Mr. C. Wyn said, that though this was not the time to argue the clauses of the bill, yet he could not but observe that the provision against the sale of Offices in the law departments should not be included in the present bill, as the adjustment of the remuneration, which undoubtedly must be made on the abolition, was a subject of great importance, and fitting for a substantive measure in itself, whereas introducing it now, would, in his opinion, rather tend to check the progress of a measure they had all so much at heart. With respect to the clause in the bill, dismissing from their situations, such as obtained them through the medium of corrupt practices, however innocent of the existence of the means, he could by no means approve of it, as a principle equally contrary to justice and humanity.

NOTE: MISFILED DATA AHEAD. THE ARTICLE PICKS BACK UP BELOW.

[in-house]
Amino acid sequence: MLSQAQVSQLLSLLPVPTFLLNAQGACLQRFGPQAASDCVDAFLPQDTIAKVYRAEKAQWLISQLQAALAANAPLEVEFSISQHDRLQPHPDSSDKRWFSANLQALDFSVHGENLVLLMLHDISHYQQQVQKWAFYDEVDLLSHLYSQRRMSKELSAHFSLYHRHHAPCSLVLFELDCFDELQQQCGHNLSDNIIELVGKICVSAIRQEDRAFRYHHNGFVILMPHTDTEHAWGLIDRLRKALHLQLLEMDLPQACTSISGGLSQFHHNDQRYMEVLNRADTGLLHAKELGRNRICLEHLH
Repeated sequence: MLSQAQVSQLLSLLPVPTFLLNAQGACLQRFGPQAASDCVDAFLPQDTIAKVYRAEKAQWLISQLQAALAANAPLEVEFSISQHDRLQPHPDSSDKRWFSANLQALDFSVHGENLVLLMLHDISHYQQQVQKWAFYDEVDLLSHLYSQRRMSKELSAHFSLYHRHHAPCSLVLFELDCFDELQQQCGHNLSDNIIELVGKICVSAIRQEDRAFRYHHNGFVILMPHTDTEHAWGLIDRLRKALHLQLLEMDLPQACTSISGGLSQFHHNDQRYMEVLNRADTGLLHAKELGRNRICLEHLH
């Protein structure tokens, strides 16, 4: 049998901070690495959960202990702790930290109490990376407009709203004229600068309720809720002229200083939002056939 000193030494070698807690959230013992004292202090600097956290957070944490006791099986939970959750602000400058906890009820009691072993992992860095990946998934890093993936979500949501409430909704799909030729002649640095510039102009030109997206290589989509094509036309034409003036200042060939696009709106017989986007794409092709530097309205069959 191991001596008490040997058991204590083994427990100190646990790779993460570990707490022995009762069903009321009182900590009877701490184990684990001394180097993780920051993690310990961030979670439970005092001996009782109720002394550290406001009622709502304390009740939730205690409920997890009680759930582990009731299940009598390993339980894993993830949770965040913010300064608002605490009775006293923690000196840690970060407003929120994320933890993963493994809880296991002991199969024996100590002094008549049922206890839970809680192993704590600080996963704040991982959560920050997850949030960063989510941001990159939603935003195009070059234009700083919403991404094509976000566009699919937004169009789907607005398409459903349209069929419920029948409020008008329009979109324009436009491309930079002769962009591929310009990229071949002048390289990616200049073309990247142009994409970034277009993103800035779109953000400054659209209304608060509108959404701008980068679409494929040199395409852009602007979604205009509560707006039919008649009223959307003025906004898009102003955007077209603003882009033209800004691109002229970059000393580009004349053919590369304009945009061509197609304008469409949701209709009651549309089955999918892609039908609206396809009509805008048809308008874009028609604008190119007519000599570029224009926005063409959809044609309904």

Mr. Bankes explained, that such a measure did not come recommended from the Committee upon East India Affairs, but was a positive rule laid down in their regulations.

   
   Mr. H. Thornton agreed in the propriety of including the purchaser of seats in that house among the offences of the bill, as it would be unfair to inflict a punishment upon minor offences, and at the same time to pass over those of greater turpitude and mischief. The nature and extent of the remedy itself would be best considered when the clause for that purpose was brought in.


The Bill was then read a second time.
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Re: This day in history

Post by Whiskers on Mon 22 Jun 2015, 11:19

London Underground Northern Line opened 1907
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Post by Whiskers on Tue 23 Jun 2015, 10:15